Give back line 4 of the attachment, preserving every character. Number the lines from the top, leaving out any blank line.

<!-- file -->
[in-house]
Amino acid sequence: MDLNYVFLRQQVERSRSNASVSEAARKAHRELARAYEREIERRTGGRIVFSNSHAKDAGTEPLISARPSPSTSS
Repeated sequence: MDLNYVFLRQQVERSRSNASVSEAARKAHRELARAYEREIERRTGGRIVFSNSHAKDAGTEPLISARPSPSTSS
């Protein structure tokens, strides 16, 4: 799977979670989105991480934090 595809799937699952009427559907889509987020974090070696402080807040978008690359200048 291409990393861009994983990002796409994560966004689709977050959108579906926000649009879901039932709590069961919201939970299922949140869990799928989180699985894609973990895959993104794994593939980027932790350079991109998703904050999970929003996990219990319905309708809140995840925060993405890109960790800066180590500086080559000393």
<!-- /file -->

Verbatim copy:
């Protein structure tokens, strides 16, 4: 799977979670989105991480934090 595809799937699952009427559907889509987020974090070696402080807040978008690359200048 291409990393861009994983990002796409994560966004689709977050959108579906926000649009879901039932709590069961919201939970299922949140869990799928989180699985894609973990895959993104794994593939980027932790350079991109998703904050999970929003996990219990319905309708809140995840925060993405890109960790800066180590500086080559000393």